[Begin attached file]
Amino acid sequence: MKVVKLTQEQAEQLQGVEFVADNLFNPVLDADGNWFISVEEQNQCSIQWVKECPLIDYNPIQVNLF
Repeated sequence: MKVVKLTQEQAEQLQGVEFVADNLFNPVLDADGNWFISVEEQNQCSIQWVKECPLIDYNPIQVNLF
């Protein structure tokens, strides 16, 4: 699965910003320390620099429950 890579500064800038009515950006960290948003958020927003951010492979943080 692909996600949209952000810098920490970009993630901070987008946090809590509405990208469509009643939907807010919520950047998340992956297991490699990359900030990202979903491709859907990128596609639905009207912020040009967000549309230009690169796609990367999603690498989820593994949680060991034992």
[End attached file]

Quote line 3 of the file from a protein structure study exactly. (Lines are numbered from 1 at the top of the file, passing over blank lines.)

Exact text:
């Protein structure tokens, strides 16, 4: 699965910003320390620099429950 890579500064800038009515950006960290948003958020927003951010492979943080 692909996600949209952000810098920490970009993630901070987008946090809590509405990208469509009643939907807010919520950047998340992956297991490699990359900030990202979903491709859907990128596609639905009207912020040009967000549309230009690169796609990367999603690498989820593994949680060991034992």